The scalability of nanomaterials has historically been a challenge, with many companies successfully developing a working material in the lab, however, were unable to scale it for manufacturing. Over the years, the tricky nature of nanomaterials has meant that many service providers have been unable to preserve the technical specifications of a material when scaling up.  In other instances, scale-up may be possible, however the cost to manufacture the nanomaterial is expensive due to the synthetic pathway and / or raw materials chosen to make the material.  This is not true of every nanomaterial producer (if it were, there would be no industry left!), but there has been enough of these issues over the years that it has created some hesitation by companies to utilize nanomaterials.

Any potential service provider should be able to make use cases or statistics available on their success rate for scalability, as well as an overview of their manufacturing process, facilities and capacity.

Find out more about Cerion’s scale-up abilities.

Cost

Many companies find that cost is one of the main reasons that the commercialization of nanomaterials fails.

Outsourcing your R&D is going to come at a cost, but you also get what you pay for. Many companies opt to work with a university or a national laboratory because it is cost effective (read: inexpensive!). However, in these situations, the work takes a long time and the result is usually an experimental synthetic method that may not be scalable or cost effective.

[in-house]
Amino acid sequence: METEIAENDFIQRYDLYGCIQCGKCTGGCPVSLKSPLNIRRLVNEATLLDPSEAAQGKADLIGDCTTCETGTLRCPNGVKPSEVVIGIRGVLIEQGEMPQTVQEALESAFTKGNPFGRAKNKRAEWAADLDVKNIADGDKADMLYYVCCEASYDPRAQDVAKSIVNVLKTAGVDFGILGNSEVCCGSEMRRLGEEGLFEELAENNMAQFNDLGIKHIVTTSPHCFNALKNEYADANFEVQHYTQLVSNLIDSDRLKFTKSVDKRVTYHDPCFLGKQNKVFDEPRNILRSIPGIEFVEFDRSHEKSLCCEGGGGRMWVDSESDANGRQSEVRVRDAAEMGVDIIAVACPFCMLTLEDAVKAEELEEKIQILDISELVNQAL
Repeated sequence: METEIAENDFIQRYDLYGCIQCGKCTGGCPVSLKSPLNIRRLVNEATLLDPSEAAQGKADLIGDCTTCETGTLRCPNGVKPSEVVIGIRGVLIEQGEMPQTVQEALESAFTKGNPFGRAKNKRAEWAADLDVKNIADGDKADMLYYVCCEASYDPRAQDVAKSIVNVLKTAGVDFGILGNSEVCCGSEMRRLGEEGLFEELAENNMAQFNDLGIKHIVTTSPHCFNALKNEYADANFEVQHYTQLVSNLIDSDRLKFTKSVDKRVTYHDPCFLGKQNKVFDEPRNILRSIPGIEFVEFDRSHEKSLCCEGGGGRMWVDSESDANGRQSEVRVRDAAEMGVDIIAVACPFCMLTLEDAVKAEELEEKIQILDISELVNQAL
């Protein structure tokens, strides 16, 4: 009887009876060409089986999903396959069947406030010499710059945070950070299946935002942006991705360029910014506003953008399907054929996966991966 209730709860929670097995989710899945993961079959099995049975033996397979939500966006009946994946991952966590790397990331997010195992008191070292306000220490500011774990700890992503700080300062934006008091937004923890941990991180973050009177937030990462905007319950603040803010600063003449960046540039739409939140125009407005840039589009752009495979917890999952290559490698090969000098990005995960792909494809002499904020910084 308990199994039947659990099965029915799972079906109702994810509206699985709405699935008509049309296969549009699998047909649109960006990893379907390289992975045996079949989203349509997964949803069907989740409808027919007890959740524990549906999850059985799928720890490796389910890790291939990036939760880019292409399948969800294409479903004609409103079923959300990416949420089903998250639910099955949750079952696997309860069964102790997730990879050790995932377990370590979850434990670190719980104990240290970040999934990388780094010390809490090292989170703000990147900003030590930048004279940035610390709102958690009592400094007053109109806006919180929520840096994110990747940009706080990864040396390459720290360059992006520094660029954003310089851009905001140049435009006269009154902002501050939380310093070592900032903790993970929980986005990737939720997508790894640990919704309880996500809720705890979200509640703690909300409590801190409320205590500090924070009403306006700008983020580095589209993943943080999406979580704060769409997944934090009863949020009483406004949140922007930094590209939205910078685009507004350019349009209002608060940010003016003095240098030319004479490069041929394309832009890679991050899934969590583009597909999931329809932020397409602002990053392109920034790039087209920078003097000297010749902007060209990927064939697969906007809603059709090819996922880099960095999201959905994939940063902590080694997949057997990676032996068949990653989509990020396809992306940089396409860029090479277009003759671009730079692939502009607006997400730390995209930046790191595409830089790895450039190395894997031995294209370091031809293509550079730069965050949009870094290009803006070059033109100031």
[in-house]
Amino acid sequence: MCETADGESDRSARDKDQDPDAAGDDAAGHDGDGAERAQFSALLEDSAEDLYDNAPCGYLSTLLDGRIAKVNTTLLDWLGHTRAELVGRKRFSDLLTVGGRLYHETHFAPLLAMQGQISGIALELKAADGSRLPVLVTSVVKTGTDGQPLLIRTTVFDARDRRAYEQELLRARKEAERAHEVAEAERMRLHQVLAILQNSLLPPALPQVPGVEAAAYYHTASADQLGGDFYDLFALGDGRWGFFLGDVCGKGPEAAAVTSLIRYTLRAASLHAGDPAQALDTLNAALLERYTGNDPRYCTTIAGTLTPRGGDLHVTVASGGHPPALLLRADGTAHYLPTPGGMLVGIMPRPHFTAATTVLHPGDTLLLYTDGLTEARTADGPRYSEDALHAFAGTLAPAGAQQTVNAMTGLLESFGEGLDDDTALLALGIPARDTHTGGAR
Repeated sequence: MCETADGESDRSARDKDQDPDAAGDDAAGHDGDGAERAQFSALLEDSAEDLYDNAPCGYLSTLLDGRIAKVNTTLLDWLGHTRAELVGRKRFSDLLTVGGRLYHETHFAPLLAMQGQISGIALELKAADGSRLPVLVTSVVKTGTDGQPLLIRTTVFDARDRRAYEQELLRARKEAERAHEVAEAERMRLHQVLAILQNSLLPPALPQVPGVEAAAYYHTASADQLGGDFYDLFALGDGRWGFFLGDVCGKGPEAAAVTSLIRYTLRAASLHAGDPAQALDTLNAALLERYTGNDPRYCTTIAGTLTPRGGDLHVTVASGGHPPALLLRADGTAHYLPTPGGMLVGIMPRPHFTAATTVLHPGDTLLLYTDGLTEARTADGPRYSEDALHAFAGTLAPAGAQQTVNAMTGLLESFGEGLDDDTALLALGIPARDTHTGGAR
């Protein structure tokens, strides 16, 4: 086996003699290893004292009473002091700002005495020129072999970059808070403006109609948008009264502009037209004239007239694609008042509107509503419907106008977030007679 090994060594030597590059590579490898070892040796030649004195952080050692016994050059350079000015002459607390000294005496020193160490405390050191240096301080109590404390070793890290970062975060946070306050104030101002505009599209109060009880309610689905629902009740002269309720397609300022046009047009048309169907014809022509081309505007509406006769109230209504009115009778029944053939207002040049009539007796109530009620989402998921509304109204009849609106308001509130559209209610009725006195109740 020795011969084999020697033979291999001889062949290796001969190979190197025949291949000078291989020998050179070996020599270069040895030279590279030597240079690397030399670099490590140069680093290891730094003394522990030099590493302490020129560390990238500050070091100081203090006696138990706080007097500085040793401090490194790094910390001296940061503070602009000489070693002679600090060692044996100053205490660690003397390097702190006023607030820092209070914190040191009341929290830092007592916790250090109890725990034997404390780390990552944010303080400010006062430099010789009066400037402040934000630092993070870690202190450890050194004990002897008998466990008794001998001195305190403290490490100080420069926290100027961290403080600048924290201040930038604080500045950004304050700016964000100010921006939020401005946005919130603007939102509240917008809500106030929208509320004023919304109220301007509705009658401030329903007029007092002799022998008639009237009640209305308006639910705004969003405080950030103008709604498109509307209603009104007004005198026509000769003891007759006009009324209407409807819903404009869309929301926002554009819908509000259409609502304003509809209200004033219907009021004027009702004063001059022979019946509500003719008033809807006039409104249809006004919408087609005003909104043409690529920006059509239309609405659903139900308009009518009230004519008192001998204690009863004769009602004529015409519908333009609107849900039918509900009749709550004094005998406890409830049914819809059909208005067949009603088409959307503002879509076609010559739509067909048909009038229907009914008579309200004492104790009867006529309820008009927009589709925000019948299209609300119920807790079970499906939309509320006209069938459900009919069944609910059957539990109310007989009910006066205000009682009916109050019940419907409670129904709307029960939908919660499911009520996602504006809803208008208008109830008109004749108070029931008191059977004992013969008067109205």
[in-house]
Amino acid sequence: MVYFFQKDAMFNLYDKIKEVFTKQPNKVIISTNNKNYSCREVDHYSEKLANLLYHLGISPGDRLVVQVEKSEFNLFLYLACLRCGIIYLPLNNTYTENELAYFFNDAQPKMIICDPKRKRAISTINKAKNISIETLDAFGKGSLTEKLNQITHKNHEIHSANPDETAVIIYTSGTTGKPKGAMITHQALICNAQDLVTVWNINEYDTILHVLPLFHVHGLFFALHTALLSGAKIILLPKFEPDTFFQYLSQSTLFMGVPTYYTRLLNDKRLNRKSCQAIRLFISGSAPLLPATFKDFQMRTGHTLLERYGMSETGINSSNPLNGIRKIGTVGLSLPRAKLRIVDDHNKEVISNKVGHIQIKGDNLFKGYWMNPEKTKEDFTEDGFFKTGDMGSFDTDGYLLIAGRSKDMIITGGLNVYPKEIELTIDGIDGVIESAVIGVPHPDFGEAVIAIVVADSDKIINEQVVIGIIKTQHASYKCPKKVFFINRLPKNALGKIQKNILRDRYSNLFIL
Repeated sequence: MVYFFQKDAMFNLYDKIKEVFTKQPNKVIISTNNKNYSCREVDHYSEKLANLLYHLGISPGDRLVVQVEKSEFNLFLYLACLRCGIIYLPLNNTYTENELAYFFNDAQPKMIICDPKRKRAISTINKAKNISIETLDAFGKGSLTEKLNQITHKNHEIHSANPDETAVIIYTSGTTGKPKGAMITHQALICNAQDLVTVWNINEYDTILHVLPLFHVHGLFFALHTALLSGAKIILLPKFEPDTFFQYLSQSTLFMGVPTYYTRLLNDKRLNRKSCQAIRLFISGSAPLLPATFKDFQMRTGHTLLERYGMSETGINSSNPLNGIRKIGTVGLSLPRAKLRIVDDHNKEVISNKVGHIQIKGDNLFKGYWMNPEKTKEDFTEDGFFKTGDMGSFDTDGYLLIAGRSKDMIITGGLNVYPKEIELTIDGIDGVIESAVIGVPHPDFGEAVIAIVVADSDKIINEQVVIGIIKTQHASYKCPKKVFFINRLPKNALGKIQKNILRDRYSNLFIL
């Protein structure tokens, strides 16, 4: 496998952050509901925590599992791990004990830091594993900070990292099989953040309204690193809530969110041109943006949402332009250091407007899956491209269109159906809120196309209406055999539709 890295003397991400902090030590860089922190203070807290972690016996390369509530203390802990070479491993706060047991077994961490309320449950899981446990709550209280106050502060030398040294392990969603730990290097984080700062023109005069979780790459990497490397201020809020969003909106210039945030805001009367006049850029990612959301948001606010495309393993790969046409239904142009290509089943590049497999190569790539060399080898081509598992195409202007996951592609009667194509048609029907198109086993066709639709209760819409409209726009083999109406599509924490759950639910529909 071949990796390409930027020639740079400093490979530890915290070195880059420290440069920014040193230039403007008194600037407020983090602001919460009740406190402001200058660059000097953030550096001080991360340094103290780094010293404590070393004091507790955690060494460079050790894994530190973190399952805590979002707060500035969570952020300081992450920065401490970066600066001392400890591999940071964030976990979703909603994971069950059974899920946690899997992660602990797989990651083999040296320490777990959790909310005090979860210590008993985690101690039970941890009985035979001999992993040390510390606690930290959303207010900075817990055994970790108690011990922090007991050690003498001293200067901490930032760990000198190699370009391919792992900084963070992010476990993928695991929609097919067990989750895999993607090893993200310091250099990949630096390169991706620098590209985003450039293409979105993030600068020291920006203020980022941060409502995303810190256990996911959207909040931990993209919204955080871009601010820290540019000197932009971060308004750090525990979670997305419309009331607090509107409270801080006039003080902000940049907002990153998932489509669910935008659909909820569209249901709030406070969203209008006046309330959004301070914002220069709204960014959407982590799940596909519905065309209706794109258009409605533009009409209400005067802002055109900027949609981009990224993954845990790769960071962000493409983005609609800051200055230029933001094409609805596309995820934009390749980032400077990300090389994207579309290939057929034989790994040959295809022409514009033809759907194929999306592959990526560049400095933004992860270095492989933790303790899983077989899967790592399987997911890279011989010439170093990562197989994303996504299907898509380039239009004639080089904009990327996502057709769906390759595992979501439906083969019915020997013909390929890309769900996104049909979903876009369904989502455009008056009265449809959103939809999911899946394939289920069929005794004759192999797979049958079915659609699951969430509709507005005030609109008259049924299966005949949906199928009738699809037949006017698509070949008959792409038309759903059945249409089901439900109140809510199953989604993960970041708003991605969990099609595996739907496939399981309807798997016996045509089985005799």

On the other hand, you may have limited in-house expertise which could mean an extended design cycle in the lab, along with the scale up issues discussed above.  This cost is further compounded by engineering, building, de-bugging and accrediting bench, pilot and manufacturing scale systems -most of which can be blind purchases (sometimes leading to the wrong purchases).  If you don’t have advanced knowledge of nanomaterial design and manufacturing, this can quickly become the money pit.

However, if you’re serious about using nanomaterials and you do not want to waste time and money, then you need to find a service provider who is well established, with a process that can provide a timely and cost-effective solution.

During product development, the best way to achieve this is to find a nanomaterial service provider who uses a phased development approach, where only the initial materials, labor and analytical tests are paid for.  This way, you can quickly determine if using nanomaterials is the right option for you. If it’s not, then you can leave the project without spending excessive amounts.  In the event that it is, you can then start to look at moving forward with additional phases of nanomaterial customization, scale up and eventually manufacturing.

Approach to Intellectual Property

The final thing you need to consider is how your nanomaterial service provider approaches intellectual property (IP). If you’re investing both time and money, you want to make sure that your provider doesn’t have a vested interest in the nanomaterial composition of matter that gives you the strategic differentiation you want in the marketplace.  Make sure to discuss with your provider who will own the IP of the final product.